In another aspect, the present invention features a device having a barrier membrane contacting surface, the device containing: a power source; a first conductive electrode; a second conductive electrode; and a carrier; wherein the power source is in electric communication with the first conductive electrode and the second conductive electrode, wherein the first conductive electrode and the second conductive electrode are in ionic communication with the carrier, and wherein the carrier is in communication with the barrier membrane contacting surface. In another aspect, the present invention features a method of administering electricity to a human barrier membrane by applying to the membrane such a device. In another aspect, the present invention features a method of treating a skin condition by applying to the skin such a device.
In another aspect, the present invention features a device having a barrier membrane contacting surface, the device containing: a power source; a first conductive electrode; a second conductive electrode; and a carrier containing an active agent; wherein the power source is in electric communication with the first conductive electrode and the second conductive electrode, wherein the first conductive electrode and the second conductive electrode are in ionic communication with the carrier, and wherein the carrier is in communication with the barrier membrane contacting surface. In another aspect, the present invention features a method of administering electricity to a human barrier membrane by applying to the membrane such a device. In another aspect, the present invention features a method of treating a skin condition by applying to the skin such a device.
In another aspect, the present invention features a device having a barrier membrane contacting surface, the device containing: a power source; a first conductive electrode; a second conductive electrode; a first light emitting diode; and a carrier containing an active agent; wherein the power source is in electric communication with the first conductive electrode, the second conductive electrode, and the light emitting diode, and wherein the device is arranged such that light from the first light emitting diode and the carrier are in communication with the barrier membrane contacting surface. In another aspect, the present invention features a method of administering an active agent to a human barrier membrane by applying to the membrane such a device. In another aspect, the present invention features a method of treating a skin condition by applying to the skin such a device.
In another aspect, the present invention features a method of treating a skin condition by applying to the skin a device having a barrier membrane contacting surface that administers an oxidizing agent to the barrier membrane, wherein the device contains: a power source; a first conductive electrode, wherein the first conductive electrode is an inert anode; a second conductive electrode, wherein the second conductive electrode is a cathode; and a carrier containing water; wherein the power source is in electric communication with the first conductive electrode and the second conductive electrode, wherein the first conductive electrode is in ionic communication with the carrier, wherein the oxidizing agent is generated by electric current passing from the first conductive electrode through the carrier, and wherein the carrier is in communication with the barrier membrane contacting surface. In another aspect, the present invention features a method of administering an oxidizing agent to a barrier membrane by applying to the membrane such a device.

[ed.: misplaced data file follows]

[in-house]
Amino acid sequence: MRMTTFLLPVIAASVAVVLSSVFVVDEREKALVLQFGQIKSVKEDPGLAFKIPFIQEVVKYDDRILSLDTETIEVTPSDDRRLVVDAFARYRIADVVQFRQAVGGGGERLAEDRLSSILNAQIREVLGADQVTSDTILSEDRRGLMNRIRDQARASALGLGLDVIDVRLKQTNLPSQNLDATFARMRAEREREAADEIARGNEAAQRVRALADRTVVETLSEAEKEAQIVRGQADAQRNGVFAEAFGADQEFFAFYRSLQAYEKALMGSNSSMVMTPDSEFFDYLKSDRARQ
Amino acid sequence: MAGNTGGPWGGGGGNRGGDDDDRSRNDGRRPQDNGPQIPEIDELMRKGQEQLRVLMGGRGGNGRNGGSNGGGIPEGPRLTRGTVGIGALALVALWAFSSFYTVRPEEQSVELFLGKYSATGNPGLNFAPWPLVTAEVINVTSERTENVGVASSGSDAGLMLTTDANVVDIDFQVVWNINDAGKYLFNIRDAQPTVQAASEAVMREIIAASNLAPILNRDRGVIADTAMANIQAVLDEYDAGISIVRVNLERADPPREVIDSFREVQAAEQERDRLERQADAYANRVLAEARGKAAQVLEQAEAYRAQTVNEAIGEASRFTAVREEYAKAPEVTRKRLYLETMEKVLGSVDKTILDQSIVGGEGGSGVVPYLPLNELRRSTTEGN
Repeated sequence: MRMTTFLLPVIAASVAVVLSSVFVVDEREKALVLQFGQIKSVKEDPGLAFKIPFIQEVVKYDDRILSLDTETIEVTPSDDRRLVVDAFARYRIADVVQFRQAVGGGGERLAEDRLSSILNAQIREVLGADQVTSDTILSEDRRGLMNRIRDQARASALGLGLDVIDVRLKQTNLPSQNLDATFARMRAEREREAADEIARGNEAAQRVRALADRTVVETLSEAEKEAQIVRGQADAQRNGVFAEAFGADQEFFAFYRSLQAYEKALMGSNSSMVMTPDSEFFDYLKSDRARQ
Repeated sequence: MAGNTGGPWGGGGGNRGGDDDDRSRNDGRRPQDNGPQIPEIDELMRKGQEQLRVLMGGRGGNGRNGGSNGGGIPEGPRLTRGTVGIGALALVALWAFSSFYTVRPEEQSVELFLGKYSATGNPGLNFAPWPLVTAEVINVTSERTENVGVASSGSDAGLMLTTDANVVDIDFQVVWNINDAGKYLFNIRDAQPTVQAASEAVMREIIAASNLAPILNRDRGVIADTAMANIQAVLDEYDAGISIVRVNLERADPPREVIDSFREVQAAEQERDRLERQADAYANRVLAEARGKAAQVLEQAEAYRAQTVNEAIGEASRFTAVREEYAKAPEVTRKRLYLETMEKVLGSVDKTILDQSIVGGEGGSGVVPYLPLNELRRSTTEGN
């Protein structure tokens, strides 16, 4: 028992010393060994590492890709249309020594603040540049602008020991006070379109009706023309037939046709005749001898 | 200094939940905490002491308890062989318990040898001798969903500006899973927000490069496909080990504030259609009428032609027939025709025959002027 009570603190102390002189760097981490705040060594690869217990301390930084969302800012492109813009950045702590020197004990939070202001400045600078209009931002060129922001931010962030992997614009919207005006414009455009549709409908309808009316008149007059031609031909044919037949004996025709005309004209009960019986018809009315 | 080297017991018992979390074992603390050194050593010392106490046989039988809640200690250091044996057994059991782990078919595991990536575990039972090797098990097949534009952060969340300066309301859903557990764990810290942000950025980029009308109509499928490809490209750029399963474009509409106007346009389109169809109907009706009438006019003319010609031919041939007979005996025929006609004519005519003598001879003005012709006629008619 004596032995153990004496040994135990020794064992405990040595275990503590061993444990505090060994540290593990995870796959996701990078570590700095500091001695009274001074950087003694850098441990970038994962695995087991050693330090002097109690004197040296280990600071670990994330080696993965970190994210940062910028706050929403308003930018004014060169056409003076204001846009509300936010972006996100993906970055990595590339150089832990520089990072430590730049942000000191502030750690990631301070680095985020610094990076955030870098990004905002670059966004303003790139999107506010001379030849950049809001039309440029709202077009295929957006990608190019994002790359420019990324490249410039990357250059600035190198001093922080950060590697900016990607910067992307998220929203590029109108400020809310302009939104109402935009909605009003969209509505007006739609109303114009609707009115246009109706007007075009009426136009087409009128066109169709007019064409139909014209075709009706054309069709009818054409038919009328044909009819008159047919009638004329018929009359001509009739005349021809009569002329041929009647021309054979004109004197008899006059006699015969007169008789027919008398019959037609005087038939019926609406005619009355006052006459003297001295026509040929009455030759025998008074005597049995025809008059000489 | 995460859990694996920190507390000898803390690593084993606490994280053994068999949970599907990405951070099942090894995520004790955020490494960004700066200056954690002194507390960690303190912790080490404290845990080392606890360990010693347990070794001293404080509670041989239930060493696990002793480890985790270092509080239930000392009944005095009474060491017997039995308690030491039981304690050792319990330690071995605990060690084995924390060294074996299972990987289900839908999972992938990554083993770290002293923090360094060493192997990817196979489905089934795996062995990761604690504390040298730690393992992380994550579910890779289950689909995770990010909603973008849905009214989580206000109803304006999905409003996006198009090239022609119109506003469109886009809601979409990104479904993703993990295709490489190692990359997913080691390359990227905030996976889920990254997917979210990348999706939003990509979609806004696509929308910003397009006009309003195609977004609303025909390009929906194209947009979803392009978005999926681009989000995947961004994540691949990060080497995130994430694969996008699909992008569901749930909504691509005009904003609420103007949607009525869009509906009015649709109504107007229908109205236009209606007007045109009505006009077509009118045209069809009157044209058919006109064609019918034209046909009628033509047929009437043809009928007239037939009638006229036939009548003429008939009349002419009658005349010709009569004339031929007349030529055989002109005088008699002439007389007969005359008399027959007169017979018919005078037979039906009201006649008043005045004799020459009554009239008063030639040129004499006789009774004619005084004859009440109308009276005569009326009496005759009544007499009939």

In another aspect, the present invention features a method of treating a skin condition by applying to the skin a device having a barrier membrane contacting surface that administers a reducing agent to the barrier membrane, wherein the device contains: a power source; a first conductive electrode, wherein the first conductive electrode is an inert cathode; a second conductive electrode, wherein the second conductive electrode is a anode; and a carrier containing water; wherein the power source is in electric communication with the first conductive electrode and the second conductive electrode, wherein the first conductive electrode is in ionic communication with the carrier, wherein the reducing agent is generated by electric current passing from the first conductive electrode through the carrier, and wherein the carrier is in communication with the barrier membrane contacting surface. In another aspect, the present invention features a method of administering an reducing agent to a barrier membrane by applying to the membrane such a device.
It is believed that one skilled in the art can, based upon the description herein, utilize the present invention to its fullest extent. The following specific embodiments are to be construed as merely illustrative, and not limitative of the remainder of the disclosure in any way whatsoever.
Unless defined otherwise, all technical and scientific terms used herein have the same meaning as commonly understood by one of ordinary skill in the art to which the invention belongs. Also, all publications, patent applications, patents, and other references mentioned herein are incorporated by reference. Unless otherwise indicated, a percentage refers to a percentage by weight (i.e., %(W/W)).
What is meant by a “product” is a product containing the device in finished packaged form. In one embodiment, the product contains instructions directing the user to apply the device to the barrier membrane (e.g., to treat a skin condition). Such instructions may be printed on the device, label insert, or on any additional packaging.